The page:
Governor proposes pushing back legal pot sales until 2019
By MARINA VILLENEUVE
Oct. 19, 2017
AUGUSTA, Maine (AP) — Maine's Republican governor is pushing for lawmakers to delay the start of legal recreational marijuana sales instead of rewriting the voter-approved marijuana law.
Republican House Minority Leader Ken Fredette, who also supports a delay, said lawmakers haven't had enough time to read the 70-page bill that would rewrite the voter-approved law. The bill also would add taxes and delay sales until 2019.
Fredette is sponsoring a bill from Gov. Paul LePage that would only delay sales.
Voters in 2016 approved a law to legalize possession and sales of recreational marijuana. Possession became legal this year, and lawmakers have delayed marijuana sales to at least February 2018.
The governor's office said LePage won't comment on legislation until it hits his desk. LePage this year has said he's urging U.S. Attorney General Jeff Sessions to put the hammer down on states that have recreational marijuana.
The Maine Legislature is set to return Monday to vote on a re-write offered by a joint legislative committee handling marijuana implementation. The committee's co-chairs said LePage and Fredette's move disrespects Maine voters and the committee's nine months of work.
"This 11th-hour attempt to wreak havoc by Gov. LePage and Rep. Fredette is obstructionism for no good reason," Republican Sen. Roger Katz said.
Smart Approaches to Marijuana, an advocacy group opposed to marijuana legalization, welcomed the governor's bill and said it makes no sense to "jam" the committee's bill Monday. The organization's Maine chair Scott Gagnon said he wants to change the voter-approved law to prohibit pot social clubs and prevent young Mainers from entering retail pot shops.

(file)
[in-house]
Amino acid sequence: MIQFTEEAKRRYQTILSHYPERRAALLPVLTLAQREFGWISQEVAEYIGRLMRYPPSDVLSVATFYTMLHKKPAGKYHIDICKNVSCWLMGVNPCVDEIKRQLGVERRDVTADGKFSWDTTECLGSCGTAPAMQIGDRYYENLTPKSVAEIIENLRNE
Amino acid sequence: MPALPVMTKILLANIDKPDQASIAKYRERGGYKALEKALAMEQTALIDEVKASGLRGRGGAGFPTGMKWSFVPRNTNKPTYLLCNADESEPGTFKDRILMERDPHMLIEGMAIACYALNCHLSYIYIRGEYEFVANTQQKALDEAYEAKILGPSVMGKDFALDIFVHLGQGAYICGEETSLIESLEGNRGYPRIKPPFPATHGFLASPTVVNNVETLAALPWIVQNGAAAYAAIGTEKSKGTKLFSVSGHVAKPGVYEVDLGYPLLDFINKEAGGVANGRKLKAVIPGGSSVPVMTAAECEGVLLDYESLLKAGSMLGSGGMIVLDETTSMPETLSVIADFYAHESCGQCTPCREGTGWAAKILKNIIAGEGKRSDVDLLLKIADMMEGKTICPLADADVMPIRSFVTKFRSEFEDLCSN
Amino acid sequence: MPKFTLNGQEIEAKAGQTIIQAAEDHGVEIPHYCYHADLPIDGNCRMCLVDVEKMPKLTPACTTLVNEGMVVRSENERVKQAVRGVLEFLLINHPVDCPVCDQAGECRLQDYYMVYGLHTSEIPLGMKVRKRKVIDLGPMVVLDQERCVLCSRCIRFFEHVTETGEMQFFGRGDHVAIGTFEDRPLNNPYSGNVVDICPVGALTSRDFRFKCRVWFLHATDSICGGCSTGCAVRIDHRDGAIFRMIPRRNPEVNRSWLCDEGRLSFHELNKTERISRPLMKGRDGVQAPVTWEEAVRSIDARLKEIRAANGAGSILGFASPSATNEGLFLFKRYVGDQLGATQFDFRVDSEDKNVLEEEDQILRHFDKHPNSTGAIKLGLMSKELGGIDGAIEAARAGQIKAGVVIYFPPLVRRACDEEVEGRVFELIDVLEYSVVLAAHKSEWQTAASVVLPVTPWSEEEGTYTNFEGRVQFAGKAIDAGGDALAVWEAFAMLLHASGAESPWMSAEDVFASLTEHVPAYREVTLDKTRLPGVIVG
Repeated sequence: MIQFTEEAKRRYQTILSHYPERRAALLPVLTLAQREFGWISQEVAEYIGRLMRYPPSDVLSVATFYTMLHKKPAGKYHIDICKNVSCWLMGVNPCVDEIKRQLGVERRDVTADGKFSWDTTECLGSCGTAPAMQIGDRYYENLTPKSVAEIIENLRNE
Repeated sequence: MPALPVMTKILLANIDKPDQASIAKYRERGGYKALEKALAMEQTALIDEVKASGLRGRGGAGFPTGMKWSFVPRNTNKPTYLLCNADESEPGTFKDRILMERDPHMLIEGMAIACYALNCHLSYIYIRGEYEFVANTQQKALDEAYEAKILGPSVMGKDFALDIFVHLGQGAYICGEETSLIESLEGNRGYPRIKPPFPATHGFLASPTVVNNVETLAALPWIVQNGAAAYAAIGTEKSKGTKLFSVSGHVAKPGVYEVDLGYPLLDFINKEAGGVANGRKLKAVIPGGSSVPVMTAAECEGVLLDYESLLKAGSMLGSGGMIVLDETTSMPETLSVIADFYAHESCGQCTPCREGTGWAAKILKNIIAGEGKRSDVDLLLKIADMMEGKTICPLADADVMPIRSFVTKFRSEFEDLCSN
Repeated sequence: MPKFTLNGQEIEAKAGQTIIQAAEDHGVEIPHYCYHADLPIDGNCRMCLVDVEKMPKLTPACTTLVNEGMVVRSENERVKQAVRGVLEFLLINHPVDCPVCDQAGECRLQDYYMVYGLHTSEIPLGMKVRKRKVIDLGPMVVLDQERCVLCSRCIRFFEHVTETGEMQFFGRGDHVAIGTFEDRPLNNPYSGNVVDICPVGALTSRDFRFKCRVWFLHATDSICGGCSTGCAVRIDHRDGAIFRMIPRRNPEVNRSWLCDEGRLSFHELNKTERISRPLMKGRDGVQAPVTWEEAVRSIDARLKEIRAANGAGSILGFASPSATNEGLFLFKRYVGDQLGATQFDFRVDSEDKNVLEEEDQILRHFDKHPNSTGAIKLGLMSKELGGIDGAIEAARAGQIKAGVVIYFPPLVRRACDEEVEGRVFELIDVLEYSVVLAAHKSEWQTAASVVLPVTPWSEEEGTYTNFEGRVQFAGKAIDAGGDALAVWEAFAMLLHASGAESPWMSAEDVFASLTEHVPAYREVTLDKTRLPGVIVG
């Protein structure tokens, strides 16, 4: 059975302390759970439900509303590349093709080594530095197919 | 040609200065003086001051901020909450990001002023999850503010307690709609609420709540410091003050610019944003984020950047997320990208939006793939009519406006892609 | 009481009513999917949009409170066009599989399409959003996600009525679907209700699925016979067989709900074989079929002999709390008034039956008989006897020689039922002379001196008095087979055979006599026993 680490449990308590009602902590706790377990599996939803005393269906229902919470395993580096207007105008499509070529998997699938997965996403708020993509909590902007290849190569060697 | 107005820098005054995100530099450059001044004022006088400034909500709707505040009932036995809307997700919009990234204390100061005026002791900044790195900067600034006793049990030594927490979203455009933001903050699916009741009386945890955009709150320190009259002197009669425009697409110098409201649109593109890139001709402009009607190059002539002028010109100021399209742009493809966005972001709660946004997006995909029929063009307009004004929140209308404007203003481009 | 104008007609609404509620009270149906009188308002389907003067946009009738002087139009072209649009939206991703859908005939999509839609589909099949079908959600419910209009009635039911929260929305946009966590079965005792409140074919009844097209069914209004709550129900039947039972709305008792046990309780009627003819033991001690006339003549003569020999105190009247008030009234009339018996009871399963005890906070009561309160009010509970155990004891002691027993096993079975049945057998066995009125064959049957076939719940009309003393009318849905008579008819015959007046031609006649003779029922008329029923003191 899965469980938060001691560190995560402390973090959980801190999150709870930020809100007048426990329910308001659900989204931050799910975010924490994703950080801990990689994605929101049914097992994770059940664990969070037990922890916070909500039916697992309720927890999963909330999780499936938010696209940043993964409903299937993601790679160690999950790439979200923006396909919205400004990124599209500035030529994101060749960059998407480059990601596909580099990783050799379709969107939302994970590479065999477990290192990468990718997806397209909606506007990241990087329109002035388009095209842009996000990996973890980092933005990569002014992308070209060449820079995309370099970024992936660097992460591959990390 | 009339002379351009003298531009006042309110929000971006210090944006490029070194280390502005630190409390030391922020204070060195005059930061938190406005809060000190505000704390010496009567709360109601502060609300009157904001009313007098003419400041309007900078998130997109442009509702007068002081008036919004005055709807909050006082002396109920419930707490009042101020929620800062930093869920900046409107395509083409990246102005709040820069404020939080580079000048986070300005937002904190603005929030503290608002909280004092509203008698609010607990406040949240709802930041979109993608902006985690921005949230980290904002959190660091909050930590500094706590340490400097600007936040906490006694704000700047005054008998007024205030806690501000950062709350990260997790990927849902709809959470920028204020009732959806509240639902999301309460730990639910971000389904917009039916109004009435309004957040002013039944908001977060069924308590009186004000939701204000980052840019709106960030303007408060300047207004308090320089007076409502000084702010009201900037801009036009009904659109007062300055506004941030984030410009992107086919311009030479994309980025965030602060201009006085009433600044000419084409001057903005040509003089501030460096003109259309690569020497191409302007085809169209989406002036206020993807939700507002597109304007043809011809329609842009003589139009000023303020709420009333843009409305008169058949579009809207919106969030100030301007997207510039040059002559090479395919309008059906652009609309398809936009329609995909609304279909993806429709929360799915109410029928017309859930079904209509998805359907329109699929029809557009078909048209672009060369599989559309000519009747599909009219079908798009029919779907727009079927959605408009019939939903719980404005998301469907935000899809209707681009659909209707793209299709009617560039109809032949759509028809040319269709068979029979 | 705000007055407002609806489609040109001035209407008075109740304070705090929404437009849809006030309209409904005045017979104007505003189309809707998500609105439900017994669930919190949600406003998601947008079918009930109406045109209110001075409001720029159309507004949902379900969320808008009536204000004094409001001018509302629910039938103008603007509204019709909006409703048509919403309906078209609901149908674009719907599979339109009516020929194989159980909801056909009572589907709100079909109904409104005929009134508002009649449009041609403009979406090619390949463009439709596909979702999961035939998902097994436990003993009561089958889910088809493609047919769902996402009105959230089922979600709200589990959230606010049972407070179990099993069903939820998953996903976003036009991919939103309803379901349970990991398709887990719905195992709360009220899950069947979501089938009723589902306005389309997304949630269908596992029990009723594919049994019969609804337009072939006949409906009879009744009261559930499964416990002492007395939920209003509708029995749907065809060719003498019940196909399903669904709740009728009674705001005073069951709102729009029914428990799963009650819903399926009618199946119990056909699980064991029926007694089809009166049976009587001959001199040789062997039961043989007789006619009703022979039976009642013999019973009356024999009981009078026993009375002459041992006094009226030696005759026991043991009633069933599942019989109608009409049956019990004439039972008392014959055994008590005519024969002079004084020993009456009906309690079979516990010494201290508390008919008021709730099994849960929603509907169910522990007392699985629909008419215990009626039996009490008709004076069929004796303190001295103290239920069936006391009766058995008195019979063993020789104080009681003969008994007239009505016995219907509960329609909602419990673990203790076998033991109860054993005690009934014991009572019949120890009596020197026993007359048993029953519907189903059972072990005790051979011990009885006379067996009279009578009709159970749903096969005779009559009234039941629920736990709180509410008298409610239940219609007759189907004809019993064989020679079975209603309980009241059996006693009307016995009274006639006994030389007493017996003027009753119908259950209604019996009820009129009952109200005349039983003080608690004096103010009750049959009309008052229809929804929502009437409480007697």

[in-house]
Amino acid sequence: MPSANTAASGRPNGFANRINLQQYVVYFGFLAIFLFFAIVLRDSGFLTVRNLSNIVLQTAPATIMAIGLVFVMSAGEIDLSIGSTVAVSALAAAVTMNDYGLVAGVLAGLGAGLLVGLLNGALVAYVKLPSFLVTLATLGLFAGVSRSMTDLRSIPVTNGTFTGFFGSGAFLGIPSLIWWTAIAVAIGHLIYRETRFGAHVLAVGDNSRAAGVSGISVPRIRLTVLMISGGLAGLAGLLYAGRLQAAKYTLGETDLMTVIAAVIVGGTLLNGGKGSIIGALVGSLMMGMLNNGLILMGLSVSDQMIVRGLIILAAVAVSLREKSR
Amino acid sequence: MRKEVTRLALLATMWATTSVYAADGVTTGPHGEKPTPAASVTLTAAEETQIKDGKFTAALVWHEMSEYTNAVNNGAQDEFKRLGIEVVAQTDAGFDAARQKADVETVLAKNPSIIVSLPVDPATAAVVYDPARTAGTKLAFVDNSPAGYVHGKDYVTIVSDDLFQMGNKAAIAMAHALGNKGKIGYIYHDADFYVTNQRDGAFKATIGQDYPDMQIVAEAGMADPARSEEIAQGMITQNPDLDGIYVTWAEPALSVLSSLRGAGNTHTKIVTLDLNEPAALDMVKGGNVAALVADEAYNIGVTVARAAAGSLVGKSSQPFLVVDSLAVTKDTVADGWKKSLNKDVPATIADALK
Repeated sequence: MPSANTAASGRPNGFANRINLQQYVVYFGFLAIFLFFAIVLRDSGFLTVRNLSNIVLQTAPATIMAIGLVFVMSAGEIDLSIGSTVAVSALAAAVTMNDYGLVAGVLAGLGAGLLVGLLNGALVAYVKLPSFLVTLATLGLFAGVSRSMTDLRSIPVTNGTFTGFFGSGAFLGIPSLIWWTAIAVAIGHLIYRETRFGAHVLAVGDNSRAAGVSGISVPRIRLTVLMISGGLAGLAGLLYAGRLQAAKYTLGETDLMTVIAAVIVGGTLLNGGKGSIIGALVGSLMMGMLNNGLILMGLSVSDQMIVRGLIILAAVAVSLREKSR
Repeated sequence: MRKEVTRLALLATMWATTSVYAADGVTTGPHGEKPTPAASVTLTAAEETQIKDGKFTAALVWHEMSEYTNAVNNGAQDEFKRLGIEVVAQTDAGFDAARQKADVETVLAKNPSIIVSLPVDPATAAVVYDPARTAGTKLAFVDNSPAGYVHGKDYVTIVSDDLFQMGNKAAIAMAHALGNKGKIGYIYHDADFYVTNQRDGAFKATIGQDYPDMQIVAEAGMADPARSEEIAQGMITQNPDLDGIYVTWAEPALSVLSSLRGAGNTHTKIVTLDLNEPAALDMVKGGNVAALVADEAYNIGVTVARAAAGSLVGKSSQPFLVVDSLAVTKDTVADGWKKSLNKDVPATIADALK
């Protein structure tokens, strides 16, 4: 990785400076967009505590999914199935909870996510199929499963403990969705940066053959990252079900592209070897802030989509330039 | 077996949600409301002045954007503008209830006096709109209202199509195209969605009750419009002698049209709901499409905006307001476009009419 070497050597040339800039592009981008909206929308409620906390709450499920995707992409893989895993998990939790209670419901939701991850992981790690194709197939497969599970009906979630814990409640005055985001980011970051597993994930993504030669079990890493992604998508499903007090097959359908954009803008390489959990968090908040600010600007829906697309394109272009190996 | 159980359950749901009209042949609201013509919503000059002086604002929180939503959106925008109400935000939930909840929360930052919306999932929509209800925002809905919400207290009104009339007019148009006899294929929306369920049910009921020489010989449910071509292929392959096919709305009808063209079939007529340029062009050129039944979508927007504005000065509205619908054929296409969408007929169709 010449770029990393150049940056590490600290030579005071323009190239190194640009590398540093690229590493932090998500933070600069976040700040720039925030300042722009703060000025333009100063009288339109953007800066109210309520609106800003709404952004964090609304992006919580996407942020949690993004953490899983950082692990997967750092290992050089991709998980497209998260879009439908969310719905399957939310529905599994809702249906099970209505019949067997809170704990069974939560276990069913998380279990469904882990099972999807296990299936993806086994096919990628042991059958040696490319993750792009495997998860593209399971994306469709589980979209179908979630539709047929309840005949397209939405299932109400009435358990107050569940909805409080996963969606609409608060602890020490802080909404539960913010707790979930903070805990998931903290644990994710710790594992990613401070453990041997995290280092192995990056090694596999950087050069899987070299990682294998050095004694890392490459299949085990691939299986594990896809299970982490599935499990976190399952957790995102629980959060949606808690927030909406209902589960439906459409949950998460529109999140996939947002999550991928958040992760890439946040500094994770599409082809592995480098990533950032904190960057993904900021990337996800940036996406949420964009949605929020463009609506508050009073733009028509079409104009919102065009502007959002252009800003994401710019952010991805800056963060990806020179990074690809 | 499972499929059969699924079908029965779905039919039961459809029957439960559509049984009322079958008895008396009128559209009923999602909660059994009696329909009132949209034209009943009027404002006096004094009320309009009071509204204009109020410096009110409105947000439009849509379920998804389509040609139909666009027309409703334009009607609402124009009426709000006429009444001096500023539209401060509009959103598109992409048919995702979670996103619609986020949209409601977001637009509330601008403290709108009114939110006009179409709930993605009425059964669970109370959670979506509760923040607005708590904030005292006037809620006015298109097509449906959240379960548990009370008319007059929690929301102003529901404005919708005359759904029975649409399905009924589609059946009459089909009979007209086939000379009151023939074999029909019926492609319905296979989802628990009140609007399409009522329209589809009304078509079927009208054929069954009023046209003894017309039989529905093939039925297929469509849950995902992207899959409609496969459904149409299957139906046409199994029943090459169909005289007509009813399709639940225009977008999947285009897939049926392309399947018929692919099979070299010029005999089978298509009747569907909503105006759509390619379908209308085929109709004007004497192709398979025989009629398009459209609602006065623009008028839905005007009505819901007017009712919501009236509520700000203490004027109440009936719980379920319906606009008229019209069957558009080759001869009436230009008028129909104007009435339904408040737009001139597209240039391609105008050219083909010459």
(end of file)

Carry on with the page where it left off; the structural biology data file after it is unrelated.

Advocacy group Legalize Maine opposed the committee's bill over concerns that it would make it harder to set up marijuana businesses. The bill would require towns to "opt in" to the adult-use marijuana market.
But the state chapter of the Marijuana Policy Project is lambasting the delay offered by Fredette and the governor.
Its director, David Boyer, said his group supported the committee's marijuana bill despite some concerns. He said the committee's monthslong process was transparent and fair.
"The original delay and moratorium, we were assured it would be the only one," he said. "We don't understand the need for it or why Rep. Fredette is putting it in."
He said Maine is now lagging behind other states where voters in 2016 said approved legalizing recreational marijuana, such as Nevada, California and Massachusetts.
The governor's bill follows concern from the LePage administration that the committee's marijuana bill doesn't address issues like the state's existing medical marijuana program.
Maine's medical marijuana program will "be a less expensive, easier and less regulated entry into the retail and unregulated markets," wrote Scott Lever, a state deputy commissioner of health services, in written testimony opposing the legislative committee's bill. Lever said the Department of Health and Human Services has .
The state Department of Administrative and Financial Services has also estimated that Maine will need to add 64 positions to implement the marijuana law, including 30 in the alcohol and lottery bureau.